FBA Aggregators Remain Optimistic in 2022
The pandemic caused many businesses worldwide to close, but it was generally advantageous to most ecommerce sellers as customers switched to online shopping during the lockdowns. FBA aggregators also benefited from this. But how are they faring as the world slowly goes back to normal?
We asked FBA aggregators how their businesses are doing and how it compares with the last two years.
Related Podcast: E431: Struggles of Running an E-Commerce Business Amid A Pandemic
What Are FBA Aggregators?
FBA aggregators or rollups are companies that buy Amazon FBA businesses. They then operate these businesses and scale them in order to broaden their reach and generate more profits. This allows the original owners to exit the business while the aggregator gets to add another asset to its portfolio.
Related Reading: Amazon FBA Aggregators & Rollups
FBA aggregators are able to scale the brands they acquire because they have more resources and expertise in areas including technology, marketing, and supply chain management, thanks to the funding they get from institutional investors.
How Much Did COVID Affect Ecommerce and Amazon?
According to the United Nations Conference on Trade and Development (UNCTAD) the average share of internet users who made online purchases increased from 53% in 2019 to 60% in 2020 and 2021. The change is more significant in developing countries, with some even seeing twice as many online shoppers.
Digital Commerce 360 reports that US Consumers spent $218.53 billion more on ecommerce during 2020 and 2021, which both sellers and aggregators took advantage of. Amazon also continued to expand, adding 85 new countries to its list and building more warehouses.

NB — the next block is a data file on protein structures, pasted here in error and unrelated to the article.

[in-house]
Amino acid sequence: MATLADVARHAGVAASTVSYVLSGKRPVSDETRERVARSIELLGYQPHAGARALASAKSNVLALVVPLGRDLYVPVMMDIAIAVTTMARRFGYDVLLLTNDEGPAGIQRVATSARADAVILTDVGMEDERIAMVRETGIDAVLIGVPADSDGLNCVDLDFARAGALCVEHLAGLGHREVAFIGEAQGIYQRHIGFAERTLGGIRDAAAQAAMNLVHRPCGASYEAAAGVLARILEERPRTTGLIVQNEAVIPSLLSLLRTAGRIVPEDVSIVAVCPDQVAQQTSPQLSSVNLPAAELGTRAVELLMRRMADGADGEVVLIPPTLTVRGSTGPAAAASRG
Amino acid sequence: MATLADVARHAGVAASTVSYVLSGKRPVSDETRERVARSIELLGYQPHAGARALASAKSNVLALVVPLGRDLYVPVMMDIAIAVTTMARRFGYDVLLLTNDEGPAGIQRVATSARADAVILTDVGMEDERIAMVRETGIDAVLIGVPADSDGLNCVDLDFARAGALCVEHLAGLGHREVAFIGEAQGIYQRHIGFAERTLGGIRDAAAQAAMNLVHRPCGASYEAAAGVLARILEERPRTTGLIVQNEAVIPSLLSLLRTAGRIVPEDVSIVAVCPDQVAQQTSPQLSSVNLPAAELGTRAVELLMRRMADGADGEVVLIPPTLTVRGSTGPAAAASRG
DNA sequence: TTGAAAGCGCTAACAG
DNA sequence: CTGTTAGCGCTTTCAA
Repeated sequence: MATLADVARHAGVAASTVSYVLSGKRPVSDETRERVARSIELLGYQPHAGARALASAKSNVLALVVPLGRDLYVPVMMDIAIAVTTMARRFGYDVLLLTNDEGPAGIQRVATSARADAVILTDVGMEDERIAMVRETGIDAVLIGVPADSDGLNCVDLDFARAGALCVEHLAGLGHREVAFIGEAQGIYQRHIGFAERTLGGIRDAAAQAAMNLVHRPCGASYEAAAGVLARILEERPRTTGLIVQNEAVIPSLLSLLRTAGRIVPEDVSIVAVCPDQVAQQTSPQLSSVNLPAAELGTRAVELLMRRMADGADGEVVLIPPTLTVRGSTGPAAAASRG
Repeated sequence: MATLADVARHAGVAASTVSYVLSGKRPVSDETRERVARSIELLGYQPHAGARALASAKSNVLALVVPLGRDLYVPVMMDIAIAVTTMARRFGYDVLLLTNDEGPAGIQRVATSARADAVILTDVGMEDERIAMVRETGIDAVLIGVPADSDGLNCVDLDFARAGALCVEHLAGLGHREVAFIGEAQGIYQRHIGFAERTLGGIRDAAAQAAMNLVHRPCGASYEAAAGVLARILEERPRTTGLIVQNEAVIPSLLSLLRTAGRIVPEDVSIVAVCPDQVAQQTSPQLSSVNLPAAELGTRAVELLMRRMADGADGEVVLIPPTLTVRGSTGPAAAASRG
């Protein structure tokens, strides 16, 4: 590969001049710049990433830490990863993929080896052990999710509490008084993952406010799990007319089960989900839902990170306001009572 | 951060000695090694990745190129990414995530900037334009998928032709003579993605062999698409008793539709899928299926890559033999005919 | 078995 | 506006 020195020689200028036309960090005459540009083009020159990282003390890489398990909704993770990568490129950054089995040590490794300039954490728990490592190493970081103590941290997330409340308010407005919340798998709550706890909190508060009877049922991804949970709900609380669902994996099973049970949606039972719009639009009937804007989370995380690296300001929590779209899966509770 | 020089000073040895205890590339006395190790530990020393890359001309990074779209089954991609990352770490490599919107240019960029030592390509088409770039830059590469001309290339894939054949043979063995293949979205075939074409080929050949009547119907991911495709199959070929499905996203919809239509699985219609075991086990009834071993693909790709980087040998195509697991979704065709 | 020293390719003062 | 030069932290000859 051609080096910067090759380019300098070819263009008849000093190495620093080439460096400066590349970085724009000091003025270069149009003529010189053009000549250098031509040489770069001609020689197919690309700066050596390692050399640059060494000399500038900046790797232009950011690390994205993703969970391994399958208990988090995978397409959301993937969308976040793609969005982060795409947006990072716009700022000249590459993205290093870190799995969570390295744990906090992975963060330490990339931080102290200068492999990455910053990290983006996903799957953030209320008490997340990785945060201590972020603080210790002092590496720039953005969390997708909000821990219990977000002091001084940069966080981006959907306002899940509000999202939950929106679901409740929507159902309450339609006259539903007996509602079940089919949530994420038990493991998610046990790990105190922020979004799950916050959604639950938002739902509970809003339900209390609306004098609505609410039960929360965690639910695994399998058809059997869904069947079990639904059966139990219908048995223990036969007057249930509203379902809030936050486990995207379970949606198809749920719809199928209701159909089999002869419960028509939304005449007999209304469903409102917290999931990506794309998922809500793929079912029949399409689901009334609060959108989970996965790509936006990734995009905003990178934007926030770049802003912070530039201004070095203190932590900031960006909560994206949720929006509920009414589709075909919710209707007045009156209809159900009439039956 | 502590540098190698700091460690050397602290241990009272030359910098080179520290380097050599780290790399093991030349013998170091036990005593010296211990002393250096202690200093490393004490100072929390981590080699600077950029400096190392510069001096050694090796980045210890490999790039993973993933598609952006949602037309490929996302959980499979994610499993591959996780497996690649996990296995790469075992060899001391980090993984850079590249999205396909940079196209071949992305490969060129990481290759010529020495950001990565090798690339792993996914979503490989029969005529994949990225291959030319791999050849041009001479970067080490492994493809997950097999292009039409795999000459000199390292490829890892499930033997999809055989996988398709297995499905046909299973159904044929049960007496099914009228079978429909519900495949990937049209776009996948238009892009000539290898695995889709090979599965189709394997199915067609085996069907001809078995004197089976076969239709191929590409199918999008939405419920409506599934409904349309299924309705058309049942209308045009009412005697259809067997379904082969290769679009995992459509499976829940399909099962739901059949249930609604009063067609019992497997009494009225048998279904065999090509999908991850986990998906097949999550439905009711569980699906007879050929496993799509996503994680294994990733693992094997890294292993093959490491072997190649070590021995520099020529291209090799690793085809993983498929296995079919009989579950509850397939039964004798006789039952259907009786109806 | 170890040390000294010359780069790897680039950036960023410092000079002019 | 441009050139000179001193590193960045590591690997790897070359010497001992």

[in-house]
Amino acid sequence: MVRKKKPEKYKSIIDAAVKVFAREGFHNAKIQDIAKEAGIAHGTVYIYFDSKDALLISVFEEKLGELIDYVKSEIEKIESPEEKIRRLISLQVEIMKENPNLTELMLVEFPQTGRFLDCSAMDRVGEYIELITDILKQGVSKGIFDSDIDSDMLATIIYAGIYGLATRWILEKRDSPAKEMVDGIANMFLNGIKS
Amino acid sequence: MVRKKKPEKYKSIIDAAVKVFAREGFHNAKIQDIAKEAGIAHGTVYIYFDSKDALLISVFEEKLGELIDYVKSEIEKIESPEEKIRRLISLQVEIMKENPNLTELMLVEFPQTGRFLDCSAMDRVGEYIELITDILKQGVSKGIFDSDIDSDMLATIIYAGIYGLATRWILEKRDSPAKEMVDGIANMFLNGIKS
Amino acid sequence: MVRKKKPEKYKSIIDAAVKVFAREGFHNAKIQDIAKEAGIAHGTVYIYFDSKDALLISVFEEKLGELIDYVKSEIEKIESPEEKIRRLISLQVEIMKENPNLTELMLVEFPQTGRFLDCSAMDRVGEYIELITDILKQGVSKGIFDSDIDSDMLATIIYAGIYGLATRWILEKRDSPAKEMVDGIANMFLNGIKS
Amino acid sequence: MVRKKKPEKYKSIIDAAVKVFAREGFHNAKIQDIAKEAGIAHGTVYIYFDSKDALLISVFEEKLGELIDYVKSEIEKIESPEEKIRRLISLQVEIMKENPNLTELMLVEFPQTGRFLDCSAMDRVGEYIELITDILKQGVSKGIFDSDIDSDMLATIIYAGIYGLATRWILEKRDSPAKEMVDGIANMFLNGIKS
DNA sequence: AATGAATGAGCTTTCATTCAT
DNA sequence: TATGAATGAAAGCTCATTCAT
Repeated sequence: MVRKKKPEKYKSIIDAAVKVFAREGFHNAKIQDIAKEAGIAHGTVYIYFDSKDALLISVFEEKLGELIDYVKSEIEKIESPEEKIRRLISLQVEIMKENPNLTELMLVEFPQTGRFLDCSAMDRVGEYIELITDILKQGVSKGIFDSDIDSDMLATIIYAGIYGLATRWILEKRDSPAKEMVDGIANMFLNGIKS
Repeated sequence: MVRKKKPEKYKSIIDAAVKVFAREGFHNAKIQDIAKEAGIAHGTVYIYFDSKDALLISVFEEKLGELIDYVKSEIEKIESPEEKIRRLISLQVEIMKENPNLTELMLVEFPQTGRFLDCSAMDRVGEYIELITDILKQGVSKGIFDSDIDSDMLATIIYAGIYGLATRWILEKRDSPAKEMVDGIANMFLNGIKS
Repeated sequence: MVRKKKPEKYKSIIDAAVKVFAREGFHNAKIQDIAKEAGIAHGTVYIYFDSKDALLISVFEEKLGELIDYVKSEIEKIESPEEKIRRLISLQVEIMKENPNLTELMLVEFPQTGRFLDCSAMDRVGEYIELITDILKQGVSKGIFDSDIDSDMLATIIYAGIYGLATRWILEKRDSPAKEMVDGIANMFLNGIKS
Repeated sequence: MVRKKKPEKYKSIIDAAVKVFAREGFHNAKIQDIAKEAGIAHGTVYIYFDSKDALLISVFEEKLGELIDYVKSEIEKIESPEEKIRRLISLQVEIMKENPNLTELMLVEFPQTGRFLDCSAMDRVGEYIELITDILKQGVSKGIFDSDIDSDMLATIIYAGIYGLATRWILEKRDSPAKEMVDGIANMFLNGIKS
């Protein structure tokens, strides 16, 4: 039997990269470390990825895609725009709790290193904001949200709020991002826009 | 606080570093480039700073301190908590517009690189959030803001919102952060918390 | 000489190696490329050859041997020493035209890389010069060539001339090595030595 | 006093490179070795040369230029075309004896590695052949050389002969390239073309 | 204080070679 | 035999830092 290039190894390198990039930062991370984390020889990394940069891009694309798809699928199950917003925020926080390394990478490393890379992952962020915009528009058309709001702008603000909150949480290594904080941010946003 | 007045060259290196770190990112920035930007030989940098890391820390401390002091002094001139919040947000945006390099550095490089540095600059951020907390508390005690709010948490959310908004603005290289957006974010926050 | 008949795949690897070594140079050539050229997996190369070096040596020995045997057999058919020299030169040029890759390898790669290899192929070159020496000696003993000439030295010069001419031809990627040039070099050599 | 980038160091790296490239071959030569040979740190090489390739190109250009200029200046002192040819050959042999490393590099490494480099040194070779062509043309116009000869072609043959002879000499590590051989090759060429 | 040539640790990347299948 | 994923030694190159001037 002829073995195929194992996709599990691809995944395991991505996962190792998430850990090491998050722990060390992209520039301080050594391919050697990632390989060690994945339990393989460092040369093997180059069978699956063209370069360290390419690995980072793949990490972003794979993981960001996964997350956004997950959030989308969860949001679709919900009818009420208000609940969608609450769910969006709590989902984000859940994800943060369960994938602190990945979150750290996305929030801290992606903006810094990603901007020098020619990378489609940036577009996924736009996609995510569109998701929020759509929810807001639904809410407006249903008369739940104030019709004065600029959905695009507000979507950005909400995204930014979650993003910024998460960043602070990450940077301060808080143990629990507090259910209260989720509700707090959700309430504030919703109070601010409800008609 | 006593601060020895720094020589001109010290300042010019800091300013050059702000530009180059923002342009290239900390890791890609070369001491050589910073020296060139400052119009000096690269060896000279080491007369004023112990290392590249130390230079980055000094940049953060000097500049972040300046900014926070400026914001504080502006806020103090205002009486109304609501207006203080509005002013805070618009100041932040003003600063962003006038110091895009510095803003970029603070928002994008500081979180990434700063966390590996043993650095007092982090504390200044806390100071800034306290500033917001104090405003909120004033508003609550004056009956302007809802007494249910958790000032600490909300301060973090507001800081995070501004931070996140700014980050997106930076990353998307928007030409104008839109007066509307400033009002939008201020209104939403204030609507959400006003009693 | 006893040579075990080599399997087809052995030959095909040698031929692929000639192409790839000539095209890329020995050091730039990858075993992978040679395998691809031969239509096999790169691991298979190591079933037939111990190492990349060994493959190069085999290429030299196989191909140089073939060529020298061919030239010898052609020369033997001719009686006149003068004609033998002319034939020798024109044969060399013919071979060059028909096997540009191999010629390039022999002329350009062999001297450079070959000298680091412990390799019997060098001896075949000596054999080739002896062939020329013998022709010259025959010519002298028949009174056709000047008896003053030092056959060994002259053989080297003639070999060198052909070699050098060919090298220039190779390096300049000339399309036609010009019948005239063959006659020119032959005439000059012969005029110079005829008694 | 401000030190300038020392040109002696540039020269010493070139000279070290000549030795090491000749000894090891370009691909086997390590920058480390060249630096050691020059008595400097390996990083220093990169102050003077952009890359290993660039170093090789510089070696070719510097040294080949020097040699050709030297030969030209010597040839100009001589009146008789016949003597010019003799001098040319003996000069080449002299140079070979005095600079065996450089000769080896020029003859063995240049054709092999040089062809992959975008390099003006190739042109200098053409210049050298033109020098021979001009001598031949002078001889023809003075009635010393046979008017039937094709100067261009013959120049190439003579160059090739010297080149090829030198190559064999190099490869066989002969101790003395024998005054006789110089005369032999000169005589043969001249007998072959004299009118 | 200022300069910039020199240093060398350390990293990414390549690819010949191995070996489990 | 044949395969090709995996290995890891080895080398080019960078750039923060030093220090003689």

In their 2021 Small Business Empowerment Report, Amazon emphasized how it provided 3P sellers with benefits that helped improve their businesses. And even after an overall disappointing Q1 2022 earnings, Third-Party Seller Services are still up 7% Y/Y.
Amazon’s greatest overall dollar increase in terms of revenue was in 2020 and 2021. Source: Statista
Amazon did face competition from the likes of Walmart and eBay during the pandemic, but the Everything Store just had so much more experience and logistics when it comes to ecommerce.
FBA Aggregators During the Pandemic
With more online orders, a lot of Amazon FBA businesses became much more profitable. Some brand owners end up realizing they don’t have the system and capital to scale as fast as they want to, while some want to escape the hassles of running a business. That, along with the promise of a big paycheck, is why a lot of Amazon brand owners opted to take the exit.
During 2020 and 2021, FBA aggregators were heavily capitalizing on this. They found more investors and raised millions in funding. For example, Razor Group raised $125 million, while Branded raised $150 million.
Aggregators have been raising funds aggressively since the pandemic, but the cumulative capital they raised is starting to flatline since the start of 2022.
Thrasio, one of the biggest FBA aggregators, raised another $1 billion in funding in 2021. According to TeleCrunch, it was acquiring an average of 1.5 businesses per week, with over 200 brands under its belt. However, in 2022, the company laid off up to 20% of its staff at the same time that it appointed a new CEO. The move is suspected to be related to its hypergrowth. Essentially, the company was growing too fast that it can no longer keep up.
FBA Aggregators Podcast Series
Between 2020 and 2021, aggregators were acquiring FBA businesses left and right that EcomCrew made a podcast series about it. If you want to learn more about FBA aggregators and how you can sell your business for top dollar, here are some episodes you can listen to:
- E430: Dirty Tricks Amazon Aggregators Might Try When Buying Your Business